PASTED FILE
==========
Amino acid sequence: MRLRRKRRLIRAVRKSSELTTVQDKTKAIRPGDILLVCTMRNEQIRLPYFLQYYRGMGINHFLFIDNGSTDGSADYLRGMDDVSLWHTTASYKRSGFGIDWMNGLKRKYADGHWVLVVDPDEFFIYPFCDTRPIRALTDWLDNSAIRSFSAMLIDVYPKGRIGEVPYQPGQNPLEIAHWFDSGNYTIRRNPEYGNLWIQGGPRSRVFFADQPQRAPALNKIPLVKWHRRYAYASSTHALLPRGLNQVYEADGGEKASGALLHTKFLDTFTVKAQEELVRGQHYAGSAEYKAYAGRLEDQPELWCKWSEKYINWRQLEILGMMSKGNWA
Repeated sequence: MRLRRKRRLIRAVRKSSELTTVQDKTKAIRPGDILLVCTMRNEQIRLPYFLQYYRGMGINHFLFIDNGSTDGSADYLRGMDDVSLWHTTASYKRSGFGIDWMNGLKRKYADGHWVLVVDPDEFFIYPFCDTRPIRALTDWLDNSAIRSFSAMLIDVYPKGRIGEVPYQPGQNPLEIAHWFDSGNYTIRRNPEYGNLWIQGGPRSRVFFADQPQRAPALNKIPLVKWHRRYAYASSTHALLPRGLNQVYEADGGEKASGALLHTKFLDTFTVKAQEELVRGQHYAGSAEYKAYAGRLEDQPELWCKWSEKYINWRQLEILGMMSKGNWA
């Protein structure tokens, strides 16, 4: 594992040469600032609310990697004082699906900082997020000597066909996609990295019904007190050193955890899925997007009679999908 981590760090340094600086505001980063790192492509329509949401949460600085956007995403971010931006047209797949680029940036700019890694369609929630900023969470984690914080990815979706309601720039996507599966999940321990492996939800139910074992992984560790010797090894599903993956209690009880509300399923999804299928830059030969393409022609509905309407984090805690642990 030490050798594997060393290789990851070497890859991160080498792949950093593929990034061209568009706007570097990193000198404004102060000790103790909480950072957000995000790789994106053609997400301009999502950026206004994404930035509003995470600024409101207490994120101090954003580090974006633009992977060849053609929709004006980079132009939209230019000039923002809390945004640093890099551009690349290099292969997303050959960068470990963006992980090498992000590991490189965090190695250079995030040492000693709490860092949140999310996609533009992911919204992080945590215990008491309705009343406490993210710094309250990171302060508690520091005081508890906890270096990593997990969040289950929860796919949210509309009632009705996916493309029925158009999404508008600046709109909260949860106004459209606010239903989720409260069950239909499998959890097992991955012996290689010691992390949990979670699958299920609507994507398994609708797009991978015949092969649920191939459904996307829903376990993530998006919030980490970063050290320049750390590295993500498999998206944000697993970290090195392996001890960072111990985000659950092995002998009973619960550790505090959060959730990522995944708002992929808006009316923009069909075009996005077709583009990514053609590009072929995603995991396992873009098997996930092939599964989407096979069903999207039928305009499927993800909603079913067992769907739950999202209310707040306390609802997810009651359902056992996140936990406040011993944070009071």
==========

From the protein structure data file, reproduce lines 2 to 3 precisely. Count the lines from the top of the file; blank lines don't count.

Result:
Repeated sequence: MRLRRKRRLIRAVRKSSELTTVQDKTKAIRPGDILLVCTMRNEQIRLPYFLQYYRGMGINHFLFIDNGSTDGSADYLRGMDDVSLWHTTASYKRSGFGIDWMNGLKRKYADGHWVLVVDPDEFFIYPFCDTRPIRALTDWLDNSAIRSFSAMLIDVYPKGRIGEVPYQPGQNPLEIAHWFDSGNYTIRRNPEYGNLWIQGGPRSRVFFADQPQRAPALNKIPLVKWHRRYAYASSTHALLPRGLNQVYEADGGEKASGALLHTKFLDTFTVKAQEELVRGQHYAGSAEYKAYAGRLEDQPELWCKWSEKYINWRQLEILGMMSKGNWA
């Protein structure tokens, strides 16, 4: 594992040469600032609310990697004082699906900082997020000597066909996609990295019904007190050193955890899925997007009679999908 981590760090340094600086505001980063790192492509329509949401949460600085956007995403971010931006047209797949680029940036700019890694369609929630900023969470984690914080990815979706309601720039996507599966999940321990492996939800139910074992992984560790010797090894599903993956209690009880509300399923999804299928830059030969393409022609509905309407984090805690642990 030490050798594997060393290789990851070497890859991160080498792949950093593929990034061209568009706007570097990193000198404004102060000790103790909480950072957000995000790789994106053609997400301009999502950026206004994404930035509003995470600024409101207490994120101090954003580090974006633009992977060849053609929709004006980079132009939209230019000039923002809390945004640093890099551009690349290099292969997303050959960068470990963006992980090498992000590991490189965090190695250079995030040492000693709490860092949140999310996609533009992911919204992080945590215990008491309705009343406490993210710094309250990171302060508690520091005081508890906890270096990593997990969040289950929860796919949210509309009632009705996916493309029925158009999404508008600046709109909260949860106004459209606010239903989720409260069950239909499998959890097992991955012996290689010691992390949990979670699958299920609507994507398994609708797009991978015949092969649920191939459904996307829903376990993530998006919030980490970063050290320049750390590295993500498999998206944000697993970290090195392996001890960072111990985000659950092995002998009973619960550790505090959060959730990522995944708002992929808006009316923009069909075009996005077709583009990514053609590009072929995603995991396992873009098997996930092939599964989407096979069903999207039928305009499927993800909603079913067992769907739950999202209310707040306390609802997810009651359902056992996140936990406040011993944070009071």